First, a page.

As far as figuring out how much our daughter’s portion is we’re estimating about $180/month or $2,160.

Childcare/Education

Besides daycare, this also includes baby sitting. Looking at the national level, the average is $3,725 and the region is $3,525. For us we paid practically nothing as I watch our daughter and we’ve had friends and family generously offering to baby sit.

While I was pregnant my husband and I talked about what would work best for us . We decided that I would continue to work from home (with reduced hours) and watch her during the day and evaluate the situation every so often. I have to say it has been better than I expected, but of course some adjustments had to be made. I take on few projects and the ones I accept have to be flexible such as having weekly or monthly deadlines.

Misc

Ah, my favorite category, the one where (almost) everything else gets swept under. For USDA this nondescript label goes for expenses like personal care (toothbrushes, haircuts), entertainment, and reading material. For the country the average is $1,138 and the Southeast is $975.

As far as kids’ activities, we spent $236.57 for trips to the museums, bowling alley, baseball games, and more. Some of the expenses were because we paid for some friends to join us, which enhanced the experiences even more.

Thoughts on the Costs of Raising a Toddler

As you can see, even though the USDA’s study reflects some families’ annual expenses with raising their children, it can vary wildly from your own. For us we’re estimating that $5,827.85 was spent taking care of our daughter.

We shared our story and numbers, I’d love to hear from you about your expenses. What has been the biggest expense the past year with your toddler? Where have you managed to save money without sacrificing quality?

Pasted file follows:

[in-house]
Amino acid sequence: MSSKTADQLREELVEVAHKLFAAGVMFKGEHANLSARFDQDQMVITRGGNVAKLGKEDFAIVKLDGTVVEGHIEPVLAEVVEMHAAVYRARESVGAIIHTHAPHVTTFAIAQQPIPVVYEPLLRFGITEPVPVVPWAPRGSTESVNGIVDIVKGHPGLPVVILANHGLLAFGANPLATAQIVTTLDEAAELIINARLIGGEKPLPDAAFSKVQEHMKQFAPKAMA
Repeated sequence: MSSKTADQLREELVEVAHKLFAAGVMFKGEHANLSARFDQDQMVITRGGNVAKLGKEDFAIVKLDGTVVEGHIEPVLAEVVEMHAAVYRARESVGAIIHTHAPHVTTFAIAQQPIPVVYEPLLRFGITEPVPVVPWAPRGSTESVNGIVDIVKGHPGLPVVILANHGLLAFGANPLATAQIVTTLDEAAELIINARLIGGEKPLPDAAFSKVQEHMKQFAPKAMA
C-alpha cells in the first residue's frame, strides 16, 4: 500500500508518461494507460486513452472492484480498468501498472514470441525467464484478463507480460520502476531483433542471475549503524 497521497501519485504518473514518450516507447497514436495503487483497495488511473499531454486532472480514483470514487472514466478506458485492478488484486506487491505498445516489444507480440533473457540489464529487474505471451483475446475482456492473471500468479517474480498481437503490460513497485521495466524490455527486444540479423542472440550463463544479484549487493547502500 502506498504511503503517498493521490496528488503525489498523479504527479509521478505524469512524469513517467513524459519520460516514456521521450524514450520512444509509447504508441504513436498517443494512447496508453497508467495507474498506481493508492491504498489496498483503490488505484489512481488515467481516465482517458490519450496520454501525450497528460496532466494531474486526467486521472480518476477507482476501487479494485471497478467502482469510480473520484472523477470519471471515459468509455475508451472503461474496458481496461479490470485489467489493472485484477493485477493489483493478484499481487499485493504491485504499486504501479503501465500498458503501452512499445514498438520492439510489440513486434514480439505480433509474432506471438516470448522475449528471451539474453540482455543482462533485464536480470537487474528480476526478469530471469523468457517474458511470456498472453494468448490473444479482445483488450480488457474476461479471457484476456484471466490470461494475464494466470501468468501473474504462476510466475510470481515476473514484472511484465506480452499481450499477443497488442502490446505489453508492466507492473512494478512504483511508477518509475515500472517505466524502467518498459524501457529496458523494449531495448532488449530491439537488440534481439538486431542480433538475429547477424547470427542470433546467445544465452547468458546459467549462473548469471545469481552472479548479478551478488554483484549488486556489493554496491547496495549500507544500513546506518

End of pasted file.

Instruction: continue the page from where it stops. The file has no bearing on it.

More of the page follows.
About Elle Martinez

Elle Martinez helps families at Couple Money achieve financial freedom by sharing tips for reducing debt, increase income, and building net worth. Learn how to live on one income and have fun with the second..

8 comments comments closed

  1. We haven’t crunched the numbers, but I may now… Anecdotally, we probably would have bought a smaller house if we didn’t have kids. In MA that would probably be about $100,000 to $200,000 difference, particularly because we likely would not have been as obsessed with the “good schools” towns, which add a premium on the housing.

    Preschool costs us a pretty penny these days, but that’s more of a “want” than a need, since our town offers part-time preschool for free. We pay up to get it full time.

    I’m with you. I suspect it’s overrated, particularly if you look for free alternatives to paid activities. Our library offers tons of free programs. We have paid a few bucks for sports, too.

    Aside from house, and school our biggest expense is probably milk and apple juice…

    • I’ve been surprised with how great the variance is with outside childcare costs. I have a generally idea of the Raleigh area, but even in the same area, it can be a huge difference between centers.

  2. I have to question some of the estimates as well. As you pointed out, how exactly is the housing component determined? If you have a large house before kids, does that really factor into the cost of raising them? In the one hand I could say yes since you need the house to raise the kids, but one the other hand no because maybe you wanted a big house regardless.

    • That’s my concern -It’s hard to determine the effect of having kids on some expenses. Hopefully, running the numbers can help parents see ways they could perhaps optimize them.

  3. I think that in general, young kids cost way more than those without kids would realize. From my experience anyway.

    I recall one example where I was talking to a younger colleague about daycare, and he asked how much it cost. I told him, and he was floored. He really thought it was like $100 or so per month for a kid for day care. Made me realize what a different worldview that guy had than me:)

    That being said, I think that some estimates can go overboard. I’m not sold on the numbers from that study.

    • And that’s why I wanted to run the numbers – I just didn’t believe the expenses would be that high. Studies like this can be helpful, but it doesn’t replace looking into things yourself.